Warner Brothers' "Jack the Giant Slayer," the first big-budget, special effects-filled action movie of 2013, could be headed for less than huge sales at U.S. and Canadian box offices when it opens on March 1.
Industry tracking suggests the 3D movie based on the "Jack and the Beanstalk" fairy tale will debut with $27 million to $32 million in the domestic market during its first three days, according to sources who have seen the pre-release surveys.
The projections had climbed slightly from earlier in the week and could change closer to next Friday's opening after marketing heats up and press coverage intensifies.
"Jack the Giant Slayer" cost an estimated $189 million to make.
Two of last year's films with bigger budgets flopped, Walt Disney Co's $250 million Mars epic "John Carter" and the $209 million action movie "Battleship" from Comcast Corp's Universal Pictures, forcing the companies to acknowledge financial losses.
Distributor Warner Brothers, part of Time Warner Inc , believes "Jack the Giant Slayer" will attract a broad family audience and hopes for a North American (U.S. and Canadian) debut above $30 million, said Dan Fellman, president of theatrical distribution for the studio. He said he expects the studio will make a profit on the movie.
Warner Brothers surveys showed "tremendous support" for the movie among people age 15 and younger, and the film received positive reactions from theater owners, Fellman said, noting that family audiences haven't had a big-event film since December's "The Hobbit."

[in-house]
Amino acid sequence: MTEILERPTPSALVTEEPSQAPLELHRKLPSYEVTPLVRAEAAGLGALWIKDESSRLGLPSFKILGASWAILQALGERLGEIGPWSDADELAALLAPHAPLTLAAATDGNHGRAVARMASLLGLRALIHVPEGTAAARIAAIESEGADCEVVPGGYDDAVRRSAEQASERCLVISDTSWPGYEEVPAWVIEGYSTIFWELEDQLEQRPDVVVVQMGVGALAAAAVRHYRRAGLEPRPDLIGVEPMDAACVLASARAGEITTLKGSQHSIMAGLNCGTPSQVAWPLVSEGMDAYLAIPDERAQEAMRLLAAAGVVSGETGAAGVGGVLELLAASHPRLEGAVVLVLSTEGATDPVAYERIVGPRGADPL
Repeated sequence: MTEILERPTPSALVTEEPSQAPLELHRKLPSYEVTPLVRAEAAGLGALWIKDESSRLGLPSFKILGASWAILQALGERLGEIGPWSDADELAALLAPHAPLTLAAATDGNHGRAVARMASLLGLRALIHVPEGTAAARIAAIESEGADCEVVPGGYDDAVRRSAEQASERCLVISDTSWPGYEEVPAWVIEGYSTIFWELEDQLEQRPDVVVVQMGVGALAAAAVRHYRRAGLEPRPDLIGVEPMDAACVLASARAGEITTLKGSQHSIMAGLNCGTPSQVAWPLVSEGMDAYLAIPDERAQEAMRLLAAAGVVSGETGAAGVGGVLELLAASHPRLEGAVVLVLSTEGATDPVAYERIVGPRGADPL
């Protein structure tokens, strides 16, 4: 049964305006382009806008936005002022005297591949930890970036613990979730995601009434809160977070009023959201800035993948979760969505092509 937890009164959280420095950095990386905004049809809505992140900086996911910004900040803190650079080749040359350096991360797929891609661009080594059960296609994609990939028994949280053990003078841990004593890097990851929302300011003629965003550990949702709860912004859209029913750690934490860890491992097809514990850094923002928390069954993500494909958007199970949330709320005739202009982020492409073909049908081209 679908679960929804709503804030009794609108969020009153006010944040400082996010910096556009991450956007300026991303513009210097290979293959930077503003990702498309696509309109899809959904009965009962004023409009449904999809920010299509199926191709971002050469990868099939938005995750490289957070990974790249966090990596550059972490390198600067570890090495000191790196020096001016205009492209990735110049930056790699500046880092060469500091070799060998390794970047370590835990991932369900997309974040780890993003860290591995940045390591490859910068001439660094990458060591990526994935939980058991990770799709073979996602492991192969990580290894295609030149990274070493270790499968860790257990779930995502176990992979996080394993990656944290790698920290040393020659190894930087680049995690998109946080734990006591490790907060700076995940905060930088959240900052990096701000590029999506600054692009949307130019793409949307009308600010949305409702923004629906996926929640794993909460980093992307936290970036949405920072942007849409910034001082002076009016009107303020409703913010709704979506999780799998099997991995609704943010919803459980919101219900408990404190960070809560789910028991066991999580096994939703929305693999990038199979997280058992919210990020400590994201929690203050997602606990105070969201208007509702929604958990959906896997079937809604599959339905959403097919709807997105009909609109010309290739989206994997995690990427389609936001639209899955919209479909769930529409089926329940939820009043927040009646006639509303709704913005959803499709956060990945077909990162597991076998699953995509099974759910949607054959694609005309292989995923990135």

The first weekend in March also has proved a winner for family films, Fellman said. A year ago, animated hit "The Lorax" opened with a strong $70 million.
In addition, "the international side of the market will be huge," Fellman said.
A $30 million domestic opening for "Jack the Giant Slayer" would be "soft" for a big-budget film, said Janney Montgomery Scott analyst Tony Wible, who compiles a database to project film performance. Warner Brothers could still make back the movie's budget, not including marketing costs, if the film opens domestically with at least $25 million, he said Wible.
Last year, Disney was forced to take a $200 million write-down for "John Carter." And the chief financial officer of Comcast, Michael J. Angelakis, acknowledged in a call with analysts that "Battleship" was "primarily" responsible for Universal's $83 million second-quarter loss.
"Jack the Giant Slayer" was produced by Warner Brothers and Legendary Entertainment, which partnered with Warner on hits including "The Dark Knight" trilogy and "The Hangover" series.
Warner Brothers last year delayed the release of "Jack the Giant Slayer," moving it from last summer to March 1.
The film stars Nicholas Hoult as a young farmer who ventures into the land of the giants to rescue a kidnapped princess.
The movie's trailer suggests the studio is aiming for "Lord of the Rings" fans, said Phil Contrino, editor of Boxoffice.com, a website that tracks film comments on Facebook and Twitter.
So far, "it's just not connecting with fantasy fans," said Contrino, who estimates the film will take in about $23 million in the United States and Canada during its first three days.
The movie still has time to build more buzz and could enjoy a domestic sales boost if families turn out in force, Contrino said. Plus, "I can really see a movie like that clicking overseas," he said.
International ticket sales can run at least twice as high as U.S. and Canadian grosses for big action movies.